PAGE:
Have you ever noticed how the day after an election feels a lot like Christmas afternoon?
The excitement of opening gifts is over and the weeks of anticipation melt away into reality. Maybe you got something you really wanted (or a candidate you supported) but now that you have it, the hope and anticipation are suddenly gone. Perhaps you got stuck with packages of underwear and socks and didn’t get what you really hoped for (or a favorite candidate lost) and all those weeks spent waiting for a moment that never came leaves you feeling empty.
In Fort Bend County, a lot of people were feeling blue the day after the election, which was a good thing for the Democrats. The Blue Wave washed over the county in a surge that I think even surprised the Democrats. On election night I made a quick stop at a Republican watch party and the mood was very somber. There were cheers for U.S. Rep. Pete Olson, and state Reps. John Zerwas, Phil Stephenson, and Rick Miller, but not much else. Sen. Ted Cruz won re-election, but lost significantly in Fort Bend County.
Locally, all seven judges plus the county judge, the district clerk, a county commissioner, and the district attorney seats all went to Democrats. The few Republicans who did win in Fort Bend County did so just barely when facing opposition from a Democrat. Gov. Greg Abbott, who won re-election, took Fort Bend County by less than half of a percent.
For the next few weeks and months there will be a lot of analysis of this mid-term election. Did Democrats win because they did a better job at getting out the vote? Did Republicans lose because people were tired of the status quo and wanted change? I’ve heard a lot of grumbling by Republicans about straight-ticket voting, but it never seemed to bother them when they were winning.
I’ve been around long enough to see political pendulums swing back and forth in many places. Even here, this county was once a Democratic stronghold for decades before things shifted to the right in the 1980s. This swing was very clearly to the left. It’s hard to say if this trend started this year or is the result of momentum during the 2016 presidential election where Fort Bend County went for Democrat Hillary Clinton.
I might be wrong on this, but I don’t think this election had so much to do with the liberal ideology as it did with the racial and gender makeup of the candidates. Let’s take a look:
The race for county judge was won by a South Asian Democrat over a white Republican. A black man beat a white man for district attorney. A black woman beat a white woman for district clerk. For the 240th district court judge seat, a black man defeated a white man. The same went for the 268th district court.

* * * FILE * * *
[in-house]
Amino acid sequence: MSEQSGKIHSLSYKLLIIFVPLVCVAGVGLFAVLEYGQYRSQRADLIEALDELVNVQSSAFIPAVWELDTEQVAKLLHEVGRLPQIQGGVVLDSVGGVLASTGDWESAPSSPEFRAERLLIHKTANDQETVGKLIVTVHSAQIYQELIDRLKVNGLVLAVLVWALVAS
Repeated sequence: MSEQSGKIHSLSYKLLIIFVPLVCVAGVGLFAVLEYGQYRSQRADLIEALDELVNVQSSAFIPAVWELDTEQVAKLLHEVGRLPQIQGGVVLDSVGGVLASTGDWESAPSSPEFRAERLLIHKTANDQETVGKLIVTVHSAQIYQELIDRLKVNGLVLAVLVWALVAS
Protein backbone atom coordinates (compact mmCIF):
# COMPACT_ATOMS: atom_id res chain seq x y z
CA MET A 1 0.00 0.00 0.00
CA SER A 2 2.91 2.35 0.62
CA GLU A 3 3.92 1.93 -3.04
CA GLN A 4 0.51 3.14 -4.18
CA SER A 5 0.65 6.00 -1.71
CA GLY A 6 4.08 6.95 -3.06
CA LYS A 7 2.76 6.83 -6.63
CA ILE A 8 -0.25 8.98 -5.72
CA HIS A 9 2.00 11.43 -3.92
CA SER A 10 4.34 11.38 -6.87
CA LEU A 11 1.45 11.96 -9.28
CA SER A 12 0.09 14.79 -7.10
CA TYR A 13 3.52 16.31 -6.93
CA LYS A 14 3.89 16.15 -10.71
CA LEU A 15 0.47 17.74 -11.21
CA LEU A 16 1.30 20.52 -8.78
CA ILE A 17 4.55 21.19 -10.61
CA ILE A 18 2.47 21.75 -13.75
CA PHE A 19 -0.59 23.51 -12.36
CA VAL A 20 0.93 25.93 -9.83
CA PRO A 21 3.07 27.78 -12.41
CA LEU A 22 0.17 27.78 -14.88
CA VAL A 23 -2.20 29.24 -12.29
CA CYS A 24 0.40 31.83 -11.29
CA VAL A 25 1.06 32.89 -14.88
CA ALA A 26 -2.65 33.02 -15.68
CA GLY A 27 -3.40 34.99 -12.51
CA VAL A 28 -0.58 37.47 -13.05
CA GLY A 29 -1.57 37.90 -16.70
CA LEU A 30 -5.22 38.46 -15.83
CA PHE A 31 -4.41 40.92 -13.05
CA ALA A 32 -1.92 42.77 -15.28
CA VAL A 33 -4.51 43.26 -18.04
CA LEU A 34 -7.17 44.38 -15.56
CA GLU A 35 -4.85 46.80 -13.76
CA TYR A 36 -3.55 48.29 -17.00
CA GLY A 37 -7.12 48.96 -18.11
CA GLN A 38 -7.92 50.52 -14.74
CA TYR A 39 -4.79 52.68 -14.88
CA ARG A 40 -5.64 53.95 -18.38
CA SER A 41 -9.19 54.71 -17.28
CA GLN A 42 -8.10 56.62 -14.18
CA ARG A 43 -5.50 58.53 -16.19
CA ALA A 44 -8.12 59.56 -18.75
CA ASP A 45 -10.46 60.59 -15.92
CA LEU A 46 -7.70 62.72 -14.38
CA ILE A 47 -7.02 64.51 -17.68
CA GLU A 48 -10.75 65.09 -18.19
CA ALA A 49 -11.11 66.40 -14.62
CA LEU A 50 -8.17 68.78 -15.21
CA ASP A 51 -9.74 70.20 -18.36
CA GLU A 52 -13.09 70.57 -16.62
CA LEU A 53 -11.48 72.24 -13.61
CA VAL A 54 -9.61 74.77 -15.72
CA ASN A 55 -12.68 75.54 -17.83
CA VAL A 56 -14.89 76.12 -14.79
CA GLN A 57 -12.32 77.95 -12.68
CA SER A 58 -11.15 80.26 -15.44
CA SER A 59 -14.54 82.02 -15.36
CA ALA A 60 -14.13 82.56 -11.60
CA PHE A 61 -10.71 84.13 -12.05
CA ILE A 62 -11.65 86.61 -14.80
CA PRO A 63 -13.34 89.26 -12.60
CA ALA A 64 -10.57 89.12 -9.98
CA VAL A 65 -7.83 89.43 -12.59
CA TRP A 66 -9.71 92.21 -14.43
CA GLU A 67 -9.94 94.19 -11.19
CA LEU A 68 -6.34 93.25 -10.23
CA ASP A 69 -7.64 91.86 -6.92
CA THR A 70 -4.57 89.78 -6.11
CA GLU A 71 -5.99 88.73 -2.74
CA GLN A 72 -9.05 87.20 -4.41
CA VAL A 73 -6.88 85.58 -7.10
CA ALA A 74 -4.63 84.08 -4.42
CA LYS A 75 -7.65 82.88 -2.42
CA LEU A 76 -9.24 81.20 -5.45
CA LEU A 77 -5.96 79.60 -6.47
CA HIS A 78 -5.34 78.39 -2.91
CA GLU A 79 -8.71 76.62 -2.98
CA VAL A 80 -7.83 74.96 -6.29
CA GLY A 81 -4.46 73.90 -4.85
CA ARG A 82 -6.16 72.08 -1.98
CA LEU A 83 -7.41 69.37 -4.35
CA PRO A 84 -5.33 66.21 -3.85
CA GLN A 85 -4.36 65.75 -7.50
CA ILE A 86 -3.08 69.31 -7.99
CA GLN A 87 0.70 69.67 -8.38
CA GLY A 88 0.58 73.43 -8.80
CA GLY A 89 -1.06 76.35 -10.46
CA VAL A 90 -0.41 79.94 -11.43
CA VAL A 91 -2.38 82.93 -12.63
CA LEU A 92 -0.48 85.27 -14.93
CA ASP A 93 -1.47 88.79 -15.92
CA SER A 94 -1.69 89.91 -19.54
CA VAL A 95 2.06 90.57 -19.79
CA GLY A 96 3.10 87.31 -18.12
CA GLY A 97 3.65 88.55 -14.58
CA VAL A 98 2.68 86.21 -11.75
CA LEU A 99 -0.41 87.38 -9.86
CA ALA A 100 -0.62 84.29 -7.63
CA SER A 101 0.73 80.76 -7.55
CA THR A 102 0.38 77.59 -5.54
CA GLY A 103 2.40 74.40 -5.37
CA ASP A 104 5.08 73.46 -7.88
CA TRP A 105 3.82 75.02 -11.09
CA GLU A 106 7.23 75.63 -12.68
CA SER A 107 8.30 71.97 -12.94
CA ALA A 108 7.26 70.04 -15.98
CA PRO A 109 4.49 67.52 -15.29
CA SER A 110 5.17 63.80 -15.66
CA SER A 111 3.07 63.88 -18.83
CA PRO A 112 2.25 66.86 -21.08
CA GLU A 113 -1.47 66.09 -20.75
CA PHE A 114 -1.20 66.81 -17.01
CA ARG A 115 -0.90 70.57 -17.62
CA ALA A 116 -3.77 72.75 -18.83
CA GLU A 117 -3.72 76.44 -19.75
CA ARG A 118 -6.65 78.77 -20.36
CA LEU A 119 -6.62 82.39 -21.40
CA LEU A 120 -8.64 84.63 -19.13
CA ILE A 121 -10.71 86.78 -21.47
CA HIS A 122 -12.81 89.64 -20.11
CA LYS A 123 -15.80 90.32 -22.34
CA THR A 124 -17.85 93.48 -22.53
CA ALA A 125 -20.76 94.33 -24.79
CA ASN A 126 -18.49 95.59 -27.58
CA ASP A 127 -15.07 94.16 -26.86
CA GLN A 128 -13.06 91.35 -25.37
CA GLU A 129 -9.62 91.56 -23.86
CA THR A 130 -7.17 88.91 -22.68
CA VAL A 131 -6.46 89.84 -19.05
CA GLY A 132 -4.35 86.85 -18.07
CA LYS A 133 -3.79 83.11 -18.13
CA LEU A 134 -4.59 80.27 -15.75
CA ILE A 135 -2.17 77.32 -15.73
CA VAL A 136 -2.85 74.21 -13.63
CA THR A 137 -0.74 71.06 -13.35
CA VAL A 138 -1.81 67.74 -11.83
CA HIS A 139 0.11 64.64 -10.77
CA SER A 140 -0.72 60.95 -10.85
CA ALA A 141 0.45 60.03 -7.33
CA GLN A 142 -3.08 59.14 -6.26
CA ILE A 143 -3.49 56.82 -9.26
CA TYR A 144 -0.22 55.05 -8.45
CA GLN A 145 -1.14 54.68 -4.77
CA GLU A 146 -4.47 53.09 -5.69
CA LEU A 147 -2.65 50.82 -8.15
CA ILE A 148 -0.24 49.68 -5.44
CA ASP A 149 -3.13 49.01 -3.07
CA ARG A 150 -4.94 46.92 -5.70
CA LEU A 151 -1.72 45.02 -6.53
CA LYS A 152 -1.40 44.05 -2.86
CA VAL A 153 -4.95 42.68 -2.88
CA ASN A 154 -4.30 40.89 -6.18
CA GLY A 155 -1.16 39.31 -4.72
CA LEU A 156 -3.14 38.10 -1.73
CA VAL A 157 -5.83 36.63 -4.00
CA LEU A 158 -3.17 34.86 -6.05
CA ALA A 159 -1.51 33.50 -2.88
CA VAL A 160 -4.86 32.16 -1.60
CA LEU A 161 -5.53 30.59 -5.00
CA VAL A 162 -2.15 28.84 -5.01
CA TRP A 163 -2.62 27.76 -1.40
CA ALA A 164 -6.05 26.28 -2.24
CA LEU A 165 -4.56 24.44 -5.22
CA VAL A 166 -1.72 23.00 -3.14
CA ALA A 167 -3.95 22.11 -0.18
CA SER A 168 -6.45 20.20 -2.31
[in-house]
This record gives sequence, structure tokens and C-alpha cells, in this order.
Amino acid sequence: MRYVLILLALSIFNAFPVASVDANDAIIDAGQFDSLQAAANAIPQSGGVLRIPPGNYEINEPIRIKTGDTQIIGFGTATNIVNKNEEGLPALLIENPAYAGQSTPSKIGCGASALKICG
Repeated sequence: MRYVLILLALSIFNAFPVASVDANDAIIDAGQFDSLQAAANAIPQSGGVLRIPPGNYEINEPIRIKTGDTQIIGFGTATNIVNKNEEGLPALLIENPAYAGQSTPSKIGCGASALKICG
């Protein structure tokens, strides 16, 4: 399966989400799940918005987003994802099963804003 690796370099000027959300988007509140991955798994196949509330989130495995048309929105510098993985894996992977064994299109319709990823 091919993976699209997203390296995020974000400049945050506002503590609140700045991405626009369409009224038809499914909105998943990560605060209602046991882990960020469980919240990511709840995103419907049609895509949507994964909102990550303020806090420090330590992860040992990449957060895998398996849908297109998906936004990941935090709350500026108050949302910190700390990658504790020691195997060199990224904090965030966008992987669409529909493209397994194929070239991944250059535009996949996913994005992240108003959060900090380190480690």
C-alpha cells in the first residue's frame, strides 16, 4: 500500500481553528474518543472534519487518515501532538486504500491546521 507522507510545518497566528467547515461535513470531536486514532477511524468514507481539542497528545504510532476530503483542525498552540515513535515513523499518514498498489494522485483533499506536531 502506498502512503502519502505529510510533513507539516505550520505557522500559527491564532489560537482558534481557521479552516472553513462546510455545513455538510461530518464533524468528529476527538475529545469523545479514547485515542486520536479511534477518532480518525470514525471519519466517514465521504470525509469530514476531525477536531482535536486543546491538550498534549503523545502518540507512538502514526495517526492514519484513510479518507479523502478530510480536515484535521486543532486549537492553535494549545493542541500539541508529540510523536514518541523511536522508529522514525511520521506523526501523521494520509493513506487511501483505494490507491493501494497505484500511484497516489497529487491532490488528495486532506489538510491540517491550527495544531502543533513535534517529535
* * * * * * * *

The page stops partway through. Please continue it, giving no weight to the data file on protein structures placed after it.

In the race for county court-at-law judge No. 3, a black woman defeated a white woman. In the county court-at-law judge No. 5 contest, a black woman beat a black man. In the county court-at-law No. 6 spot, a black man beat a white man.
Even in Missouri City’s nonpartisan election, a young, black woman unseated an incumbent black man in one city council race. Now headed to a runoff, the white male mayor is challenged by a black female councilmember and in the other city council runoff, a black male incumbent is up against a white female challenger.
Clearly, women and people of color found unprecedented success at the polls in Fort Bend County. The results appear to reflect more accurately the racial and ethnic makeup of the county. I think that the days of white men holding the lion’s share of political power in this county are probably over. At least that is the message voters sent last week.
So now, what happens next? My guess is there will have to be lot of patience as a large slate of new candidates move into their new positions. Many decades of experience have been vacated and it will take some time for the newcomers to get up to speed. They will all eventually learn their jobs and life will go on.
It is my hope that this election will signal the end of party extremism and the beginning of cooperation and a more moderate leadership. With more balanced political power in the county, we’re all going to have to learn to get along a little better. In the nearly 10 years that I’ve lived in Fort Bend County, I’ve heard a lot of talk about diversity and how unique we are. I guess now we get to prove it. We will start 2019 with probably the most diverse set of elected officials this county has ever seen. Only time will tell if that diversity will pull us together or tear us apart.
It’s my hope that we can learn from each other and become more mindful and tolerant of people who don’t look and think like us. Traditionally, minorities don’t trust whites and vice versa. If we are to move forward, that needs to end. It’s time to find common ground and to build on the things that unite us. I believe that we have been doing that for the most part. Now we’re just turning it up a notch.
Maybe for Christmas this year we could all wish for less partisan bickering and more cooperation to help continue moving our county forward.